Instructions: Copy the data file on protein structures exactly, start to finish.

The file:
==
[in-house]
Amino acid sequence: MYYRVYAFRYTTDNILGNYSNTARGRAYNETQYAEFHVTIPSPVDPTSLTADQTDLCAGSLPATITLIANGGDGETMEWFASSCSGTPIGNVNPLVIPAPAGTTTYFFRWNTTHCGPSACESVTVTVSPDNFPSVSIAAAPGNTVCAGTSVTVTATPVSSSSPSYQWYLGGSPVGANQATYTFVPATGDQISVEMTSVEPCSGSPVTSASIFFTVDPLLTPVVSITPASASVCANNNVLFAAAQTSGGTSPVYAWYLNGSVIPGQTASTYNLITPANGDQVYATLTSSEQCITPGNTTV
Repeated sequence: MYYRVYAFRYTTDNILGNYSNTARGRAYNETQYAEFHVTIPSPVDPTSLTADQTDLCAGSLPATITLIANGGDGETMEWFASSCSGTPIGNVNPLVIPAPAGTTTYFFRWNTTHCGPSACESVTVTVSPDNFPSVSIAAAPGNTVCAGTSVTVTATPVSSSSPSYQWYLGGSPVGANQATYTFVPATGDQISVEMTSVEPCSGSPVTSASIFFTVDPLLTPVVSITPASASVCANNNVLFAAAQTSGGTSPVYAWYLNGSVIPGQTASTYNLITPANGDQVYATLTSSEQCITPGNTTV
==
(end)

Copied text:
[in-house]
Amino acid sequence: MYYRVYAFRYTTDNILGNYSNTARGRAYNETQYAEFHVTIPSPVDPTSLTADQTDLCAGSLPATITLIANGGDGETMEWFASSCSGTPIGNVNPLVIPAPAGTTTYFFRWNTTHCGPSACESVTVTVSPDNFPSVSIAAAPGNTVCAGTSVTVTATPVSSSSPSYQWYLGGSPVGANQATYTFVPATGDQISVEMTSVEPCSGSPVTSASIFFTVDPLLTPVVSITPASASVCANNNVLFAAAQTSGGTSPVYAWYLNGSVIPGQTASTYNLITPANGDQVYATLTSSEQCITPGNTTV
Repeated sequence: MYYRVYAFRYTTDNILGNYSNTARGRAYNETQYAEFHVTIPSPVDPTSLTADQTDLCAGSLPATITLIANGGDGETMEWFASSCSGTPIGNVNPLVIPAPAGTTTYFFRWNTTHCGPSACESVTVTVSPDNFPSVSIAAAPGNTVCAGTSVTVTATPVSSSSPSYQWYLGGSPVGANQATYTFVPATGDQISVEMTSVEPCSGSPVTSASIFFTVDPLLTPVVSITPASASVCANNNVLFAAAQTSGGTSPVYAWYLNGSVIPGQTASTYNLITPANGDQVYATLTSSEQCITPGNTTV